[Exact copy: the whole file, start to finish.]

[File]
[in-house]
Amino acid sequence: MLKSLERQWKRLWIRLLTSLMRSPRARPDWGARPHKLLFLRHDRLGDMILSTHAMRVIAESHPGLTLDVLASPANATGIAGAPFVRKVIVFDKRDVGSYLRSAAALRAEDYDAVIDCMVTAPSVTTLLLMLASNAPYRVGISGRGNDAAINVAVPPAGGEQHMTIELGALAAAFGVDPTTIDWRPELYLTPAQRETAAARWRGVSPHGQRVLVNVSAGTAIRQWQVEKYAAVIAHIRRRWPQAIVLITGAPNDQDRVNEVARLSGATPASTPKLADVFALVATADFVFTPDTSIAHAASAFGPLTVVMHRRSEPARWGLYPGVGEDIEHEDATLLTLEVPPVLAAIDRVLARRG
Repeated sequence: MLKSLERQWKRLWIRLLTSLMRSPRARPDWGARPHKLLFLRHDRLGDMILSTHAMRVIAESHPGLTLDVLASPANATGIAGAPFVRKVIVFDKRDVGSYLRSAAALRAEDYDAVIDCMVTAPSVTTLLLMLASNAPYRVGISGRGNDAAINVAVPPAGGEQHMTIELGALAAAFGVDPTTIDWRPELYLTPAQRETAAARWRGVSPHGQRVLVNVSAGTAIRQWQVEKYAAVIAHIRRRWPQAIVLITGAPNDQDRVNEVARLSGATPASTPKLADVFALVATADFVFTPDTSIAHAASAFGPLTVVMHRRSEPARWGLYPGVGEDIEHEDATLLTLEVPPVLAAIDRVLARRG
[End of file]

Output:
[in-house]
Amino acid sequence: MLKSLERQWKRLWIRLLTSLMRSPRARPDWGARPHKLLFLRHDRLGDMILSTHAMRVIAESHPGLTLDVLASPANATGIAGAPFVRKVIVFDKRDVGSYLRSAAALRAEDYDAVIDCMVTAPSVTTLLLMLASNAPYRVGISGRGNDAAINVAVPPAGGEQHMTIELGALAAAFGVDPTTIDWRPELYLTPAQRETAAARWRGVSPHGQRVLVNVSAGTAIRQWQVEKYAAVIAHIRRRWPQAIVLITGAPNDQDRVNEVARLSGATPASTPKLADVFALVATADFVFTPDTSIAHAASAFGPLTVVMHRRSEPARWGLYPGVGEDIEHEDATLLTLEVPPVLAAIDRVLARRG
Repeated sequence: MLKSLERQWKRLWIRLLTSLMRSPRARPDWGARPHKLLFLRHDRLGDMILSTHAMRVIAESHPGLTLDVLASPANATGIAGAPFVRKVIVFDKRDVGSYLRSAAALRAEDYDAVIDCMVTAPSVTTLLLMLASNAPYRVGISGRGNDAAINVAVPPAGGEQHMTIELGALAAAFGVDPTTIDWRPELYLTPAQRETAAARWRGVSPHGQRVLVNVSAGTAIRQWQVEKYAAVIAHIRRRWPQAIVLITGAPNDQDRVNEVARLSGATPASTPKLADVFALVATADFVFTPDTSIAHAASAFGPLTVVMHRRSEPARWGLYPGVGEDIEHEDATLLTLEVPPVLAAIDRVLARRG